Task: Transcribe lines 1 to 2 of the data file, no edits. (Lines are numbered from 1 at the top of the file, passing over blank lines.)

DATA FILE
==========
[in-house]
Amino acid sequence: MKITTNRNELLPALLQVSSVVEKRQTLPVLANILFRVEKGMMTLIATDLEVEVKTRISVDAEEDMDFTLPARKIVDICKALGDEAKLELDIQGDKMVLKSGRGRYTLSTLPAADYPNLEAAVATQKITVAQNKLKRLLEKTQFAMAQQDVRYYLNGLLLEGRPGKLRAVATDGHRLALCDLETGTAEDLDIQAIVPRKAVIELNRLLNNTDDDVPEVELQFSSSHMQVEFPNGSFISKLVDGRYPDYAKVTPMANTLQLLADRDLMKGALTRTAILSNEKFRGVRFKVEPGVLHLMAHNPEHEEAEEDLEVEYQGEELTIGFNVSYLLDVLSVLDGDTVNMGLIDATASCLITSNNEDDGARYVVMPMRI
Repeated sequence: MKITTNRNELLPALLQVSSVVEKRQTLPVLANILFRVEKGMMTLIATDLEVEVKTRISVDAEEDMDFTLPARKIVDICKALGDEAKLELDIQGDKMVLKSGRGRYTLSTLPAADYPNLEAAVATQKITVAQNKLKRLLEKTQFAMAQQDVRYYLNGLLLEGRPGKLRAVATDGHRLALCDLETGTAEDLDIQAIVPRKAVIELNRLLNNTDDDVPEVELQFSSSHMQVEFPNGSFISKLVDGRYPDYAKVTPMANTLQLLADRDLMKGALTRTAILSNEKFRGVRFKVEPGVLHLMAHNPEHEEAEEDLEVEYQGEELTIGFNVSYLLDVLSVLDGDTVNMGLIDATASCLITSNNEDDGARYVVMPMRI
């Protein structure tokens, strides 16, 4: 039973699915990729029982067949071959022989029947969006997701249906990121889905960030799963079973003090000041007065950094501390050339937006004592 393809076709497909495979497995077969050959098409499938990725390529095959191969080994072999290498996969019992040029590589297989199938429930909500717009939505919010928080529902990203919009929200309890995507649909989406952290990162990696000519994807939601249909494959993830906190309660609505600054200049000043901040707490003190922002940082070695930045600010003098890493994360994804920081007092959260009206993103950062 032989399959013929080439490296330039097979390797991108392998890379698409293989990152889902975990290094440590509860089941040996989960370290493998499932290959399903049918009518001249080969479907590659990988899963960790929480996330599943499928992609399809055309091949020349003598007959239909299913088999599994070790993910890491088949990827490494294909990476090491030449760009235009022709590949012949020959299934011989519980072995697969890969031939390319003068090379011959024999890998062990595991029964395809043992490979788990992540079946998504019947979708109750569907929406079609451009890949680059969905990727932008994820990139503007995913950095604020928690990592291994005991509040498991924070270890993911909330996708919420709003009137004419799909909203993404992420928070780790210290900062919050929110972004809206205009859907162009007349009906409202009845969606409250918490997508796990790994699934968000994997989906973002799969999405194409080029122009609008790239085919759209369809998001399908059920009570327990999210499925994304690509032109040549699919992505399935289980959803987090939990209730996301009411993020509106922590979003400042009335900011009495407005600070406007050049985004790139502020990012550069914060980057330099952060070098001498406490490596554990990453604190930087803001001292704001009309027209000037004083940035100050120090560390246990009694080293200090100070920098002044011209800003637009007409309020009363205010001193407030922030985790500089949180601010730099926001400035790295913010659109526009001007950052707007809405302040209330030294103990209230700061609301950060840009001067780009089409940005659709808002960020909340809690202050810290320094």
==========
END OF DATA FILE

[in-house]
Amino acid sequence: MKITTNRNELLPALLQVSSVVEKRQTLPVLANILFRVEKGMMTLIATDLEVEVKTRISVDAEEDMDFTLPARKIVDICKALGDEAKLELDIQGDKMVLKSGRGRYTLSTLPAADYPNLEAAVATQKITVAQNKLKRLLEKTQFAMAQQDVRYYLNGLLLEGRPGKLRAVATDGHRLALCDLETGTAEDLDIQAIVPRKAVIELNRLLNNTDDDVPEVELQFSSSHMQVEFPNGSFISKLVDGRYPDYAKVTPMANTLQLLADRDLMKGALTRTAILSNEKFRGVRFKVEPGVLHLMAHNPEHEEAEEDLEVEYQGEELTIGFNVSYLLDVLSVLDGDTVNMGLIDATASCLITSNNEDDGARYVVMPMRI